A WHILE or AWHILE?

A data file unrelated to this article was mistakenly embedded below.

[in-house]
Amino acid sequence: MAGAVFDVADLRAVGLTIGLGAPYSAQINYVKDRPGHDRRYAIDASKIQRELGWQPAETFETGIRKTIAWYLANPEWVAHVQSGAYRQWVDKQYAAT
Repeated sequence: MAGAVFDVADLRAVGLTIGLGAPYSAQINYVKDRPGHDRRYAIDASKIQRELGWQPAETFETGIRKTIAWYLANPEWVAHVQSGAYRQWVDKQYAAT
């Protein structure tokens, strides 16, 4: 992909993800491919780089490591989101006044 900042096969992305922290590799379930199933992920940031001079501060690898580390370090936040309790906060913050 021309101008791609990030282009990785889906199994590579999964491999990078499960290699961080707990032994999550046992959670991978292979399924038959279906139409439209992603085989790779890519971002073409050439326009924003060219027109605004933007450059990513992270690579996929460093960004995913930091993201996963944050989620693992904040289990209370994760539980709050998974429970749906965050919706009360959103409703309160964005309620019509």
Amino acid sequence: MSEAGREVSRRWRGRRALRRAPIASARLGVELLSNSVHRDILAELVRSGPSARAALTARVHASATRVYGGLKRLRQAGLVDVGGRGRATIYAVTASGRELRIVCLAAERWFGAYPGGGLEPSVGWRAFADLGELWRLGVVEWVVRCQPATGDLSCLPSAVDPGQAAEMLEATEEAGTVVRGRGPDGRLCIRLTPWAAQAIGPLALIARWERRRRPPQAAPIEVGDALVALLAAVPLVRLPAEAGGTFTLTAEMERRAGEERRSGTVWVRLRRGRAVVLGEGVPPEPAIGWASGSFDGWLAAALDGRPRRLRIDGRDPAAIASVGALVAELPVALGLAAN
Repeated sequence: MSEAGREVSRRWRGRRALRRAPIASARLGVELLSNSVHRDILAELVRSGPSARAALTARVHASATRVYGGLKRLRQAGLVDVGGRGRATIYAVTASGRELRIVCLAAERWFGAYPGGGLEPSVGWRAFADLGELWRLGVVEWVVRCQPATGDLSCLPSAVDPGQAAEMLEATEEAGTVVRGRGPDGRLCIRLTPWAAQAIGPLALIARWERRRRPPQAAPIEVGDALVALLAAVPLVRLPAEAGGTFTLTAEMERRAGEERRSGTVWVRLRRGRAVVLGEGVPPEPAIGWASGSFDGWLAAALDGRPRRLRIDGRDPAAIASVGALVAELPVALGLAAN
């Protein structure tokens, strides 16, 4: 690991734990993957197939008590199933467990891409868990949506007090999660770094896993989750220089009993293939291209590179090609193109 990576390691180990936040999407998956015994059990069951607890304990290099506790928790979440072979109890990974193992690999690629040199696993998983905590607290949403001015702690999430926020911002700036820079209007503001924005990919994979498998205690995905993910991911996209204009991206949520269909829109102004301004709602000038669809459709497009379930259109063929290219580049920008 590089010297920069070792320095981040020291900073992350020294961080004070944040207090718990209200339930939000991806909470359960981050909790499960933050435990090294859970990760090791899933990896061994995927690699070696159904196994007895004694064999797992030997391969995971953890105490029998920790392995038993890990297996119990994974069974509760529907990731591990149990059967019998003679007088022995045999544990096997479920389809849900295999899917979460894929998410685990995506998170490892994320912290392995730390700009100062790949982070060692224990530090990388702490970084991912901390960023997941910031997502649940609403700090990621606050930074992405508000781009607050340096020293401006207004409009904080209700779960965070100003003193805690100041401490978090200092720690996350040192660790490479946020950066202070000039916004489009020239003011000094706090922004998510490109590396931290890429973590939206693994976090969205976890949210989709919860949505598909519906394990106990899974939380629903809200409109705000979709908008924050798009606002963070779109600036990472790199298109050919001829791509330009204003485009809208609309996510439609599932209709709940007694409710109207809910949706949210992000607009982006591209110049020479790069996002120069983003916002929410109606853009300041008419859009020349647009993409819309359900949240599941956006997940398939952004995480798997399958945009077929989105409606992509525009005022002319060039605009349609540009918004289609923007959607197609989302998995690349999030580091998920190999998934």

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*Singing* Hi. James from EngVid. I'm going to take off my bag and my hat, I'm going to stay awhile. I've been doing these videos for a while now, and I've got a question for you. I said, "I'm going to stay awhile," — "stay awhile", and then, "I've been doing them for a while." Do you know the difference between "awhile" and "a while"? Probably not, because they sound the same, right? This is one of those mistakes people make in English when they write, that you really can't see when they speak. Today's lesson: "A while" and "awhile". Love it, don't you? Anyway, welcome to the EngVid video. We have been doing this for a while. When I said, "for a while", I said something distinct. 'Distinct' means special or unique. What it was, was "a while". I said the article, then this word. "While" by itself means time; it just means time, that's it. "A while", "a" usually comes before a noun, so it means "a time", is what we're saying. This is why "a while", when written like this, means it's a noun. Note the article; the article tells us it's a noun that follows. So it talks about a length or period of time that can be specified. When I say specified, you can give it 1 minute, 1 hour, 1 day, but you don't. You're just saying, for instance, "I slept for a while." I'm saying, I don't know, maybe 20 minutes, maybe an hour; it's not important. But I could say, "I slept for 3 hours," and be very specific. We're using the 'for' here to tell you 'for this amount of time', 'for' this noun. Because time is a noun; it's a thing, an actual thing. I can say to you, as I said, "I slept for a while", or "I slept for 3 hours", or I can also say "This will take a while." 'Take' this (a while). "This will take a month." See how we can just slip in that specified period of time? "A while", month; "a while", hours. If this is so obvious and easy, why do we even have the other one? It just doesn't make any sense. Notice that this is for a noun, so we can use it as a noun; an actual period of time in a sentence. But if we want to actually modify a verb, use it in an adverb way to demonstrate the passage of time, then we use another one, 'awhile'. 'Awhile' is an adverb, funny enough. You just take the article, put it with the period of time, smash it together, and suddenly it becomes an adverb. It's descriptive, and it means 'a period of time'. It actually means the same thing, because it means 'for a time'. Same here; just to modify the verb, just one step closer to the verb. Here's an example for you: "My mother is staying awhile." 'Awhile' is actually modifying this verb to tell us the period of time. It's not a noun here; it's modifying how she's staying. When we do adverbs, it's how something is, how fast... it describes that verb. It's describing the verb here; unlike saying it's a noun. How do we translate that? Let's look: "My mother is staying awhile." If we break it down, remember what I told you? 'Awhile' is the same as 'for a while'. We can say, "My mother is staying for a while." Wow. Then we can go back the extra step and go, "My mother is staying for another month." 'For another month' is describing the length of the stay. "For a while" is describing it, but we're using this as a noun here, and here we're just modifying the verb. Simple enough. 'Awhile' is 'a while' with 'for' built right in it. Simple lesson, easy lesson, but one people make a mistake on time and time again.